People's Democracy

(Weekly Organ of the Communist Party of India (Marxist)


No. 40

October 12, 2008


Kandhamal: The March Of Hindutva In Tribal Orissa

Archana Prasad

The Christians will be wiped out from Kandhamal. (A pledge taken by those present in the VHP Shhradhanjali Sabha of Laxmanananda Saraswati, Chakapad, Phulbani, September 6, 2008.)

You are just burning tyres. How many Isai houses and churches have you burnt? Without kranti (revolution) there can be no shanti (peace). Narendra Modi has done kranti in Gujarat, thats the reason why shanti’s there.” (Laxmanananda Saraswati, quoted in Tehelka January 19, 2008).

Attack on Swamiji is the same as attacking Hindu Religion. All saints and sadhus need to counter attack unitedly otherwise India will be converted into a Christian nation”. (Apurvananda Maharaj at VHP Shhradhanjali Sabha, September 6, 2008)

THE Hindutva project in Kandhamal, Orissa, began in 1969 with the arrival of VHP leader Laxmanananda Saraswati who established his ashram in Chakapad, Kandhamal district. The death of Saraswati on August 23, 2008 and its aftermath has only exposed the extent and expansion of Hindu right wing penetration. By 2003 the Sangh Parivar operated through at least 35 different organisations including political, ideological, service and charitable educational and health institutions. The RSS runs 2,273 shakhas in Orissa, with a membership of 100,000 while the VHP has a base of 60,000 in the state. The Bajrang Dal has 20,000 members who serve in 200 akharas and the Durga Vahini has 7000 members working in close coordination with RSS, and VHP cadres (Rupen Bannerjee, ‘Spread of Saffron’ India Today January 27, 2003). This explains the aggressiveness with which the Sangh Parivar has responded to the slaying of Laxmanananda Saraswati, the main organiser and key functionary of the VHP in the state for the last 36 years.


The growth of the Hindutva project has been influenced by the under-development of the region which has compelled tribal and dalit families to depend on voluntary social welfare measures for their survival. Till the early 1970s when the first Ashram was set up at Chakapad by Laxmananada Saraswati, the Christian missionaries constituted one of the most influential forces that organised the pano scheduled caste (forming approximately 16.6 per cent in 2001) and the Kui and Kandh scheduled tribes (54.7 per cent as in census 2001). Since many of the converts belonged to the socially oppressed dalit communities, Saraswati largely concentrated on building a Hindu consciousness amongst the Kui and Kandha who formed a majority of the population.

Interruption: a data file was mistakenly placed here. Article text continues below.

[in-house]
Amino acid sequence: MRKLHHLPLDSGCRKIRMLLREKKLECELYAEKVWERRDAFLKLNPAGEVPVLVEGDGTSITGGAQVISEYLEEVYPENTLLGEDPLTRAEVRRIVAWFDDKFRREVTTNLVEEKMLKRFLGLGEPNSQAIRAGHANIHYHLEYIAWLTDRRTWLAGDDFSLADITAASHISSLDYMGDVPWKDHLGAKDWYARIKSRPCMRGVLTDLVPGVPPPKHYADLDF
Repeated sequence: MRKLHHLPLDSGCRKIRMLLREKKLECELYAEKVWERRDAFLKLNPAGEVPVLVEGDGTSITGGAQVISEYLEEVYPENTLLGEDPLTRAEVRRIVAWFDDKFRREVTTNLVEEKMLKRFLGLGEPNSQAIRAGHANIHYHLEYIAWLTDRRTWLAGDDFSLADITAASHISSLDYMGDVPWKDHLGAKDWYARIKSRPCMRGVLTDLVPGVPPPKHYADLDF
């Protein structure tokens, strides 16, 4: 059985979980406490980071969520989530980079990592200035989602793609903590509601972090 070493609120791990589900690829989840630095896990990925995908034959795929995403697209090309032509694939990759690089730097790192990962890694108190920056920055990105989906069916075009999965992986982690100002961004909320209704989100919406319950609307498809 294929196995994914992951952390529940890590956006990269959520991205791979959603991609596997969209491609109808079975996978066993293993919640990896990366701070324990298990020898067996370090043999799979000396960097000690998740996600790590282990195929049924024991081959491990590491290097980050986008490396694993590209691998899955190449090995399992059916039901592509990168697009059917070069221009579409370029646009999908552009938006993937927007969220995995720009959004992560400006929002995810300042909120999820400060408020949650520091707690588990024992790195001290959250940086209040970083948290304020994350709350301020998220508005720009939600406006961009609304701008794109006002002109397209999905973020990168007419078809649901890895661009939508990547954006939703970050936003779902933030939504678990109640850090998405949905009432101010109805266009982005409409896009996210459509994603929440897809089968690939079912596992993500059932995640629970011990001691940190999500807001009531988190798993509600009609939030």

Most of the dalits and tribals are marginal farmers and rural workers who also depend on the sale of forest produce as their supplementary income. Kandhamal, is a natural resource exporting region: tamarind, ginger, sal resin, sal seeds and Kandhamal turmeric being the most important produce. The collectors of this produce get one-third to one-fourth of the minimum support price offered by the government. As in the case of other tribal areas, there are at least four layers of traders between the government depot and the collectors. A majority of the big traders are outsiders (from Gajapati or Ganjam districts) who form the middle and upper castes that have traditionally supported the Hindutva agenda. But many of the petty traders are the Pano, an important SC group, a few of whom have come into the ownership of tribal lands. The economic empowerment of a strata of the Pano is attributed to their rejection of brahmanical Hinduism and conversion into Christianity many decades ago (Pralay Kanungo, ‘Hindutva’s fury against Christians in Orissa’ EPW September 13, 2008). The limited state infrastructure and the consequent Kui, Kandh and Pano dependence on non-governmental social welfare measures have resulted in the aggravation of social and economic contradictions. This has framed the Sangh Parivar’s intervention and also made a communal project look like an ethnic strife. In this conflict the Kui Samaj Samanavaya Samiti, an apex organisation of Kandh’s and Kui tribals, appears to have emerged as one of the main allies of the Sangh Parivar.


The current conflict between Christian dalits and the Kui and Kandh Hinduised tribals began with the Christian Pano demanding ST status. They argued that they too speak the Kui language and should be thus given the same status as Kui and Kandhs. But Kui Samaj opposed this and received full support from Saraswati. Inspired by this support the Samaj called for a bandh on Christmas day resulting in the riots of December 2007. The demand of the Pano assumes importance because Orissa VHP secretary, Gauri Prasad Rath stated that the parivar organisations would ensure that those who converted to Christianity would not get the benefits of any reservation and would loose both their SC and ST status.